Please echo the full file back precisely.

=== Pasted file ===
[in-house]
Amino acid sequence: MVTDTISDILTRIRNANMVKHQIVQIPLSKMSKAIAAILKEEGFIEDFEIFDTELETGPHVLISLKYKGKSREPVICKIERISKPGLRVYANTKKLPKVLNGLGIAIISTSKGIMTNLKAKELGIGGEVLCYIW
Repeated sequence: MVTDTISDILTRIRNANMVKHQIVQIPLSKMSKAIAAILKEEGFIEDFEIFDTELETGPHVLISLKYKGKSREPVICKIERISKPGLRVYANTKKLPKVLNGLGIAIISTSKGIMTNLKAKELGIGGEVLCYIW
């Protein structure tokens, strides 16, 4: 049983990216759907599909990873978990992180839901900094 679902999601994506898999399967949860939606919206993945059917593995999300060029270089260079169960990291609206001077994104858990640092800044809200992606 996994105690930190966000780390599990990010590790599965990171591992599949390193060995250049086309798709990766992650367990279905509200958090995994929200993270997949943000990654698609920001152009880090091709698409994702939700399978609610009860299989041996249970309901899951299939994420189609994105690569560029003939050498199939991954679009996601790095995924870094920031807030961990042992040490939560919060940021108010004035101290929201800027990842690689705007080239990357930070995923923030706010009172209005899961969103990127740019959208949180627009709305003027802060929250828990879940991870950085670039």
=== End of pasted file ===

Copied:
[in-house]
Amino acid sequence: MVTDTISDILTRIRNANMVKHQIVQIPLSKMSKAIAAILKEEGFIEDFEIFDTELETGPHVLISLKYKGKSREPVICKIERISKPGLRVYANTKKLPKVLNGLGIAIISTSKGIMTNLKAKELGIGGEVLCYIW
Repeated sequence: MVTDTISDILTRIRNANMVKHQIVQIPLSKMSKAIAAILKEEGFIEDFEIFDTELETGPHVLISLKYKGKSREPVICKIERISKPGLRVYANTKKLPKVLNGLGIAIISTSKGIMTNLKAKELGIGGEVLCYIW
């Protein structure tokens, strides 16, 4: 049983990216759907599909990873978990992180839901900094 679902999601994506898999399967949860939606919206993945059917593995999300060029270089260079169960990291609206001077994104858990640092800044809200992606 996994105690930190966000780390599990990010590790599965990171591992599949390193060995250049086309798709990766992650367990279905509200958090995994929200993270997949943000990654698609920001152009880090091709698409994702939700399978609610009860299989041996249970309901899951299939994420189609994105690569560029003939050498199939991954679009996601790095995924870094920031807030961990042992040490939560919060940021108010004035101290929201800027990842690689705007080239990357930070995923923030706010009172209005899961969103990127740019959208949180627009709305003027802060929250828990879940991870950085670039």